In response to "Casual Gamers Are Better Than You" from The Escapist forums:
Twenty years from now, we're going to look back at this as the period when gaming took off as a socially acceptable recreational activity, to the extent that your grandma was playing games -- and wonder why in the hell we ever saw this as a bad thing.

In the short term, sure, it makes publishers put down that interesting new IP and run screaming for the shovelware money pile.

But in the long term? More of society playing games? More money going into games? Games like Wii Fit 'gameifying' workout routines and Chore Wars gameifying household responsibilities -- how can any hardcore gamer be so against this rapid expansion of the medium into all the corners of the modern experience?

- teknoarcanist

This article makes a lot of assumptions and dubious "givens". As a hardcore gamer, it's assumed I pirate games. I don't. It's assumed I don't like casual games. I do - Plants Vs Zombies (245 hours) is one of my all-time favorites, and I liked World of Goo. I'm close-minded, and won't trust new IP's? Hell, it's the "established" IP's these days I don't trust, with some of my favorite companies (Bioware, Crytek) churning out crippled, stunted PC games as they court the console player. Frankly, I'm very interested in new companies and new titles, as I hope they haven't yet been infected with the EA virus they call a business strategy, chances are better that they are not developing it multiplatform, and that they might actually have a fun game (with perhaps a fresh take on things).

Maybe I'm "unique" amongst those of us who call ourselves hardcore gamers. I doubt it.

A good portion of this article boils down to: ignorance is bliss. At least, it is for the gaming industry. Since us hardcore gamers are actually more knowledgable and a bit pickier about what games we'll spend our dollars on.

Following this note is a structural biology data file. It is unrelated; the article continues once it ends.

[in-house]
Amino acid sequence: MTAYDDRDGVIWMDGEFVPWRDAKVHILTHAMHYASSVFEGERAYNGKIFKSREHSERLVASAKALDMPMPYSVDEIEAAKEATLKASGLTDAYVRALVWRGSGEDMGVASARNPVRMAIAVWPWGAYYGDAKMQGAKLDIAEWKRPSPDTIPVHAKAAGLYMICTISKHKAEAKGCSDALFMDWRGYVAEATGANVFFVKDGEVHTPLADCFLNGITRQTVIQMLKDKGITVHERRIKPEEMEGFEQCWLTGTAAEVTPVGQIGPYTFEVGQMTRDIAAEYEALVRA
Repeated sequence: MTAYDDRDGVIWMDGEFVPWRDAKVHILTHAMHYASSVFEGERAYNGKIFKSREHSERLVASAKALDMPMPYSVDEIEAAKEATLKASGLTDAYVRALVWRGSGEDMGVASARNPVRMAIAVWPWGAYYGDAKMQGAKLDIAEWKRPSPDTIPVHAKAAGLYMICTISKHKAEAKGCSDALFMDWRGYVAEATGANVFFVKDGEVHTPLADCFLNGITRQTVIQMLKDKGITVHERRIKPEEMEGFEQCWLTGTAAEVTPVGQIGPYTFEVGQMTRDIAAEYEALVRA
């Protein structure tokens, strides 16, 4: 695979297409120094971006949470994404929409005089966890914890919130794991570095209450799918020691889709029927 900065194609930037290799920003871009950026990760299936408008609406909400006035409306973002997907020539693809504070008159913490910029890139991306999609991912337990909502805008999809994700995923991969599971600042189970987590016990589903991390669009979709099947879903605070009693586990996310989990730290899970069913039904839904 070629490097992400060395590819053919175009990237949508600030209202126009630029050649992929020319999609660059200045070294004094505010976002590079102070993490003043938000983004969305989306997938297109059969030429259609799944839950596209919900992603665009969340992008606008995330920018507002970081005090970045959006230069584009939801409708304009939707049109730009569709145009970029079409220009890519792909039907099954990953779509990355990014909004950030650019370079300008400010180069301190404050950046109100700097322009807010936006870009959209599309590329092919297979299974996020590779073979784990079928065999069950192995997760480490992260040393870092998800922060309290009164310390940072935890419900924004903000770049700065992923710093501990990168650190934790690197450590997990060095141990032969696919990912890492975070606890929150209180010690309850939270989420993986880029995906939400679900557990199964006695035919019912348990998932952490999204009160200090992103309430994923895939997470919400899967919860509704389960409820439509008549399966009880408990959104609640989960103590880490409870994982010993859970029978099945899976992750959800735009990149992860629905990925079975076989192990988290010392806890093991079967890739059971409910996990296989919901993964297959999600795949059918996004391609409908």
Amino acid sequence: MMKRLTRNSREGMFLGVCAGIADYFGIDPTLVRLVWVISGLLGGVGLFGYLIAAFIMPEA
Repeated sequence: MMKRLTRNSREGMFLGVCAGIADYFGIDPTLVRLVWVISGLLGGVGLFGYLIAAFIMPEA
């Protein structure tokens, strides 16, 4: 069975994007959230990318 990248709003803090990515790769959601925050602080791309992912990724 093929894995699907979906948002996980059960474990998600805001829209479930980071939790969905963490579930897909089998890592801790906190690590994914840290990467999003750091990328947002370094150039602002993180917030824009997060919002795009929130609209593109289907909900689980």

- PopcornAvenger

I think the fact that the author constantly used soccer "moms" and "grannies" (in other words, women) as his only examples of casual gamers who don't have the know-how that hardcore players possess, was more interesting than the actual article's topic. And that moms weren't referred to just once, but several times throughout the article as an example of people who are blissfully ignorant of the technological world around them.

When are moms going to stop being the default "clueless about gaming/technology/math/hard stuff" demographic? I mean yes, there are probably a lot of moms who don't play games/etc, but there are plenty of dads and grandpas who are just as clueless about all these things, and at this point the gender ratios don't suggest a large enough gap between the sexes to justify not mixing it up every once in awhile.

- minuialear


In response to "A New Breed of Player" from The Escapist forums:

They were called "arcade games". Short games that emphasized skill over deep involvment. Pac-man, Donkey Kong. Am I ringing a bell here?.

Took the words right out of my keyboard.

I'd also like to add that there has been a great deal of polarization in the past decade by people - both gaming media and gamers alike - about whether a player falls into a "hardcore" or "casual" category. This only serves to alienate the non- gaming extremist, particularly non-"hardcore" gamers.

I think this article is evidence that the gaming media is starting to recognize that not everyone falls into one of two extreme categories. I've all but given up on other gaming websites due to their total embellishment of this polarizing culture.

I'm looking forward to where The Escapist can go with this concept.

- Paul The Best

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